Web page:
personality right

personality right
Order Description
The question of the essay: Using case studies to illustrate your answer, explain how personality rights differ in the I.P.R of the USA, the PR China and the UK.
Things to be included into the essay: recent/hot news, case studies, treaties and arts of parliament.
These should be cited corrected in the essay and the way to do it is explained in the uploaded document – “How to answer legal problems”
intext citation is needed
For how to write introduction and the main body, please also refer to the document- “How to answer legal problems”.
For conclusion- it is not relatively important so I DO NOT need a detailed summary for the conclusion
For the USA personality rights, please choose choose a state that’s have unique personality right, and state the reason why do you choose this state
HOW   TO ANSWER LEGAL PROBLEMS …..
1.     READ  THE STORY  !
Be  suspicious ……  why did  the  examiner  ask  you that ?  Think   Poirot, think   Sherlock Holmes. There will be hidden clues.
A PLAN   IS ESSENTIAL  before you  even attempt  any form of answer.  You need  to break  up  the question  and  see how  all the parts fit  together  before you gather  everyone  in the  drawing room  to announce  the  murderer.
DON’T BE AFRAID  TO   spend   some considerable time planning your answer –  you will be able to write it up  much more  quickly  once  you know what you are trying to say.
2.    Law questions  require   something more  than the usual  essay-style approach.  You will  be marked on  your understanding   and   your  ability  to   argue  and illustrate  your points  –   as  usual  –   but you will also be marked on your application  of  the correct law.
You cannot  bluff your way through  by  stylish writing, the content must be accurate and the argument must be good.
3.    AN INTRODUCTION   should be kept  short :
•    Identify the main participants   (   eg. who is  the claimant / defendant / etc )
•    Name the general area of law involved    (  eg.  contract – exclusion clauses )
4.    THE MAIN BODY  OF YOUR ANSWER   …..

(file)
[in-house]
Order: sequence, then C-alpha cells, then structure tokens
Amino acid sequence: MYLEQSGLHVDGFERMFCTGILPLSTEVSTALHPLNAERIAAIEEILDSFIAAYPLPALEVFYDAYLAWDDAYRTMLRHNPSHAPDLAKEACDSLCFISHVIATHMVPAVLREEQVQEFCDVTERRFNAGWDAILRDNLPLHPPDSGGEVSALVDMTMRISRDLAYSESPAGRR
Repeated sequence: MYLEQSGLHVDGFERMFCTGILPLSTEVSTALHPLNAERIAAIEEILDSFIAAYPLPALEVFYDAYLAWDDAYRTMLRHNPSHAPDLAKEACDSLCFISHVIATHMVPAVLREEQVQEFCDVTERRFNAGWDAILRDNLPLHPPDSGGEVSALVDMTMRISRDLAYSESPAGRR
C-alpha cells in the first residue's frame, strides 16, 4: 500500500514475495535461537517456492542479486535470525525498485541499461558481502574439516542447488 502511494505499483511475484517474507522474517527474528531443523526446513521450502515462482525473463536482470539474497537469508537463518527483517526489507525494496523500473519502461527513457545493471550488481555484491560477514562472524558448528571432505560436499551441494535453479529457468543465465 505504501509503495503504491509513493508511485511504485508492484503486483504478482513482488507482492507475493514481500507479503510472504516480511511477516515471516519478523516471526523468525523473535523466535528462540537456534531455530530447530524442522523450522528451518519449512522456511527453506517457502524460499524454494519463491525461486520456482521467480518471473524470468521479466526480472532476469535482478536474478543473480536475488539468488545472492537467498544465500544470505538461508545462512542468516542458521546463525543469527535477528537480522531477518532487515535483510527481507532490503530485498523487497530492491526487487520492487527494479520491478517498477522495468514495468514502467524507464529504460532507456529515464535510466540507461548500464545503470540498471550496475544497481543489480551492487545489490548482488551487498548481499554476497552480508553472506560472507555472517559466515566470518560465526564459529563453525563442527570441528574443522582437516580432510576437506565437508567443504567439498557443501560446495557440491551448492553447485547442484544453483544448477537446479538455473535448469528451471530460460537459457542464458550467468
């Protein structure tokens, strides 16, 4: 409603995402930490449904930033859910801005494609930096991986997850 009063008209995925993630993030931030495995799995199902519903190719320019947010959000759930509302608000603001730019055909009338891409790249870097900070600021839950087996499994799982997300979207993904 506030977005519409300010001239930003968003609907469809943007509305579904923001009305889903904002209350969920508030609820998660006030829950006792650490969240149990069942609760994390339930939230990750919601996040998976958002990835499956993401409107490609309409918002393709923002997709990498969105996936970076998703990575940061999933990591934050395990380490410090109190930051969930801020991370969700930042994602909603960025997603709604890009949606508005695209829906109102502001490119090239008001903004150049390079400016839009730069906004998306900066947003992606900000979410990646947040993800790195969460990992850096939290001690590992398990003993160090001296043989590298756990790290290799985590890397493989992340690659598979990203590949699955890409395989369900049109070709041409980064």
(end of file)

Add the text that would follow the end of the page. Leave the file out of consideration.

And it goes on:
There are  a number of  organisational approaches to this, but  essentially you should deal  with  each  VITAL  point  in the following way:
•    Identify  &  explain   why there is a problem / issue for discussion
•    State the law &  illustrate  your explanation  by use of  any accompanying   authorities
•    Relate  this information  to the problem / issues  raised … you may find  the final answer  is  not at all clear. This is a good sign !
5.    THE CONCLUSION
This is relatively unimportant  when compared to conclusions in normal essays. It does not have to be a detailed summary of all that has gone  before, that would be unnecessary  repetition, for which you are not being paid.
If you worry about these things, you can use this opportunity to explain the likely  result  and the practical consequences  of your advice…. Simply write  a couple of sentences explaining what might happen  next…. E.g. ‘based on the above, the defendant has a weak  case  and  may well have  to pay  damages  and costs  to the claimant as well  as  being liable  in  criminal  law  for  an unlimited  fine  and/ or  a prison sentence of   14 years ‘ ….
TREATIES
Give the  name   and underline it. If   there is more than one  treaty with the same  name  it is a good idea  to  give the year in order  to differentiate.
ACTS  OF PARLIAMENT
Give the name and the year  and  underline  these. Section  numbers  are  sometimes  vital  and  sometimes   simply impressive !
E.g.   s.1 (1)(a)  Sale of Goods Act 1979 ( as am)
CASES
Give  the name only   and  underline it. You   do NOT need   the year  or any other  part of the citation.
e.g. Miller  v  Jackson   ;   e.g. Collins        (  rather  than  the full   R v Collins  )
IMPORTANT  !!        A  quick  guide  to citing authorities  in  exams
( n.b.    in   coursework  essays, reports   and so forth, you should be  using  recognised referencing  systems  such  as  Harvard  or OSCOLA  )
ACTS  OF PARLIAMENT
Give the name and the year  and  underline  these. Section  numbers  are  sometimes  vital  and  sometimes   simply impressive !
E.g.   s.1 (1)(a)  Sale of Goods Act 1979 ( as am)
CASES
Give  the name only   and  underline  these.
e.g. Miller  v  Jackson   ;   e.g. Collins        (  rather  than  the full   R v Collins  )
•    How much detail you give about a case   is  up to you and may simply depend upon  how much  time  you might have. It is  nice  to have   keywords  in brackets  at least, because it   shows  you  know  the right  case to apply.  If  you can  give  material facts  it  shows  that  you  understand  which  authority  to use  for this particular  set of  circumstances –  i.e. why  you are applying  it.
You simply need sufficient details to illustrate the point you are trying to make. Often the facts are relatively unimportant  ( the lecturer may not even have mentioned them )  but  it is the method of reasoning used by the judge(s)  in that case  which  is notable.
•    If you forget the name  of a case   don’t panic –  leave  a space  in your text  and  put  the key words in brackets…. You will usually  find  that when you return to read  your  work  through, the name will  come back to you.
•    How many   cases   should  you  use ?     This  is the scone theory.  You  don’t   know  how  many   currants   should be in  a scone,  but  you do know  when  there   are  not  enough. How  do you know ?